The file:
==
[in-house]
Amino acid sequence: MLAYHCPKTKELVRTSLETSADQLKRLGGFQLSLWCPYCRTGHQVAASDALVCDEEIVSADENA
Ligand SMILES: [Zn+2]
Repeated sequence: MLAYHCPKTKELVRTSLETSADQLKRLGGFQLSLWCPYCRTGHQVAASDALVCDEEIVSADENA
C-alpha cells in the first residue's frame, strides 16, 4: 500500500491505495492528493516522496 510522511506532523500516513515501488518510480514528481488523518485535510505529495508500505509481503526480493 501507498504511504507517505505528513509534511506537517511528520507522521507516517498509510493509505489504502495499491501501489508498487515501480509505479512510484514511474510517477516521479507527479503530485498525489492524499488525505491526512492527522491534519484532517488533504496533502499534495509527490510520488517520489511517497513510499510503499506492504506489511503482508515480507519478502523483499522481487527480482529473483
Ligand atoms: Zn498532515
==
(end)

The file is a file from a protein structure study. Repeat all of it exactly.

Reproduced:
[in-house]
Amino acid sequence: MLAYHCPKTKELVRTSLETSADQLKRLGGFQLSLWCPYCRTGHQVAASDALVCDEEIVSADENA
Ligand SMILES: [Zn+2]
Repeated sequence: MLAYHCPKTKELVRTSLETSADQLKRLGGFQLSLWCPYCRTGHQVAASDALVCDEEIVSADENA
C-alpha cells in the first residue's frame, strides 16, 4: 500500500491505495492528493516522496 510522511506532523500516513515501488518510480514528481488523518485535510505529495508500505509481503526480493 501507498504511504507517505505528513509534511506537517511528520507522521507516517498509510493509505489504502495499491501501489508498487515501480509505479512510484514511474510517477516521479507527479503530485498525489492524499488525505491526512492527522491534519484532517488533504496533502499534495509527490510520488517520489511517497513510499510503499506492504506489511503482508515480507519478502523483499522481487527480482529473483
Ligand atoms: Zn498532515